Forest and Trees

Forests and trees play significant roles in the lives of Pacific Islanders, economically, socially, culturally and environmentally. In many Pacific island countries, especially on the smaller islands and atolls, agroforestry and tree crops provide most of the food, medicines, construction materials, firewood, tools and myriad of other products and services that cannot be replaced with imported substitutions. For the larger countries, forests have contributed significantly into their economic development in terms of foreign exchange earnings, employment and infrastructure development. Thus, a major challenge for Pacific Island countries and territories (PICTs) is to ensure sustainable management of their scarce and diminishing forest and tree resources, taking into account demands for economic development and the social and environmental needs of their growing populations, LRD-SPC is addressing this under its Forest & Tree programme.

Balanced forest policies and strategies are needed for sustainable development
Monday, 12 May 2014 12:23
The Secretariat of the Pacific Community (SPC), in collaboration with Food and Agriculture Organization of the United Nations (FAO), is running an eleven (11-day) Executive Forest Policy course in Nadi, Fiji.

The course, which is the seventh to be organised in the Asia Pacific region, was opened earlier today by Fiji’s Minister of Agriculture, Fisheries and Forests, Lieutenant Colonel Inia Seruiratu.

In his keynote address Minister Seruiratu said that the course provides an excellent opportunity for senior government officials in the region to enhance their policy analysis capability through their in-depth understanding of critical economic, social and environmental issues at the national, regional and global levels.

‘It is common knowledge that climate change is already causing dramatic changes globally, particularly in the small island states, including in the Pacific, which are considered to be some of the most vulnerable places on earth to the adverse effects of climate change,’ Mr Seruiratu said.

‘In fact, climate change is recognised as the single greatest threat to the livelihoods, security and well-being of the peoples of the Pacific.’

He added that the important role of forests in mitigating climate change through carbon sequestration and carbon sink is well recognised.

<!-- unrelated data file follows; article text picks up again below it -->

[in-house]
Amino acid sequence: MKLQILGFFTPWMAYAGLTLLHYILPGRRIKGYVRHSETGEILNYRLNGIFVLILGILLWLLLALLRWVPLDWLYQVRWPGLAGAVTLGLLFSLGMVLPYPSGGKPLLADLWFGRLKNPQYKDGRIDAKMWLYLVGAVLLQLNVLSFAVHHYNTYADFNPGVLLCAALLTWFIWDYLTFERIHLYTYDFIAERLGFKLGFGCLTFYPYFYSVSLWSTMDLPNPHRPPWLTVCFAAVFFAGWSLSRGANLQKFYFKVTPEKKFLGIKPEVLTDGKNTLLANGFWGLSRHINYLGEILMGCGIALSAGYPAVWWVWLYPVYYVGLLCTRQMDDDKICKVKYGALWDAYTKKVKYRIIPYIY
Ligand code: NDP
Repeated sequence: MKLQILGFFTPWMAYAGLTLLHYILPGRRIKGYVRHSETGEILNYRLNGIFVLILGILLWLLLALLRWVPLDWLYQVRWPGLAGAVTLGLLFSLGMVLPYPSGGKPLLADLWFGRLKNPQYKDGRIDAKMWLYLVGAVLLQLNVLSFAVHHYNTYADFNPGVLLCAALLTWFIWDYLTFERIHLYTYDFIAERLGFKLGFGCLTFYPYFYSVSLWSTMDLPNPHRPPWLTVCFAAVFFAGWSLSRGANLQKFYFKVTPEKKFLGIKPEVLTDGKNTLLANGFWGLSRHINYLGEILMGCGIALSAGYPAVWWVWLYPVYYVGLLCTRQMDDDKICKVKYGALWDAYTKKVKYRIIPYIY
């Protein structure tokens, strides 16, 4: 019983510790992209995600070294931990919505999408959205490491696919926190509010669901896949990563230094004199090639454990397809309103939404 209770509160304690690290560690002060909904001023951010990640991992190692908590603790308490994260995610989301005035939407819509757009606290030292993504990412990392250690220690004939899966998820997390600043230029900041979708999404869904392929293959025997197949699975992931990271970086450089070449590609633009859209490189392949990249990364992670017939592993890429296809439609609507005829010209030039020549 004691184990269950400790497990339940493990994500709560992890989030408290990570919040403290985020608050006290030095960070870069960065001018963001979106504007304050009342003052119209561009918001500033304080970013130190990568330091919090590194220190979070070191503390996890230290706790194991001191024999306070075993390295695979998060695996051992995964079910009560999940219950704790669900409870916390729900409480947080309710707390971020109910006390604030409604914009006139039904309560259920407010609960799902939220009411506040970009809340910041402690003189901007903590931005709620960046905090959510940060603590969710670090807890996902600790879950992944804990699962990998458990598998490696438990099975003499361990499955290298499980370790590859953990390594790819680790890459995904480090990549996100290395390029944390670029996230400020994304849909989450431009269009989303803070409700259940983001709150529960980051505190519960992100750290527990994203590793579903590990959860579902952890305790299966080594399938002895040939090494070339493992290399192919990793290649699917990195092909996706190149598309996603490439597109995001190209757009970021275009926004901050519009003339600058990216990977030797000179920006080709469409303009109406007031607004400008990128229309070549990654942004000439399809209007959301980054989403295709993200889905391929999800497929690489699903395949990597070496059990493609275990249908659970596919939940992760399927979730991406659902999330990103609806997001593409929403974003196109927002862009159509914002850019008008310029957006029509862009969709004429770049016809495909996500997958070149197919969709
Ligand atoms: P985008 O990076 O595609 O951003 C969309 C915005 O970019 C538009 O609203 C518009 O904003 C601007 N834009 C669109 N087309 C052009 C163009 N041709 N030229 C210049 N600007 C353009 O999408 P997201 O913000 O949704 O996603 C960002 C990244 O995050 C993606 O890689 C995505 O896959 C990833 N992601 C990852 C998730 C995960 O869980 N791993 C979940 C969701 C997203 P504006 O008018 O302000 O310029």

‘In addition, forests will be important in ensuring that our Pacific communities are able to adapt to the impacts of climate change because of the many services and products they contribute to our well-being,’ Mr Seruiratu said.

However, he added, this can only be achieved if our forests are managed in a sustainable manner.

‘The Government of Fiji recognises the potential of forestry as a major potential foreign exchange earner that can also provide rural employment, regular income and infrastructure development that promote rural stability towards improving rural living standards.

‘Thus, it is the mandate of my ministry to ensure that these valuable resources are developed and managed to their optimal potential for the benefit of all stakeholders, in a sustainable way.’

Minister Seruiratu further mentioned that the major challenge is how to mainstream sound forest policies into the sustainable development strategies of the country, taking into account demands for economic development and the social and environmental needs of growing populations.

He therefore urged all the participants to take advantage of the opportunity and participate actively in the discussion and share experiences to help their countries and also the region to develop broad-based practical and implementable policies that will effectively support efforts to achieve the goal of sustainable management of the region’s forest resources.

‘We need to be innovative in our ideas and come up with strategies that are going to ensure a very balanced approach to our development. I am hoping that through this course, you will be able to broaden your knowledge to help you come up with new ideas and strategies towards integrating forestry into your overall national sustainable development strategies,’ Mr Seruiratu said.

Minister Seruiratu also challenged the participants to focus not only on issues facing our region but also opportunities that are present to come up with better solutions.

‘It’s time that officials in both the agriculture and forestry ministries start to focus beyond the problems and come up with solutions that will not only benefit the current generation but future generations as well.’

The 7th forest policy course will conclude on 23 May and has been supported by Deutsche Gesellschaft für Internationale Zusammenarbeit (GIZ), the United States Agency for International Development (USAID), Lowering Emissions in Asia’s Forests (LEAF), the European Forest Institute (EFI), the EU/FAO Forest Law Enforcement Governance and Trade programme (EU/FAO FLEGT), and the Asia Pacific Association of Forestry Research Institutions (APAFRI).


You can watch Minister's full address via youtube:

(For more information, please contact Mr Vinesh Prasad, This e-mail address is being protected from spambots. You need JavaScript enabled to view it --- +679 3370773, alternatively, for any further queries, you may contact the LRD helpdesk This e-mail address is being protected from spambots. You need JavaScript enabled to view it .)


We acknowledge our major donors/partners in supporting Forestry initiatives in the Pacific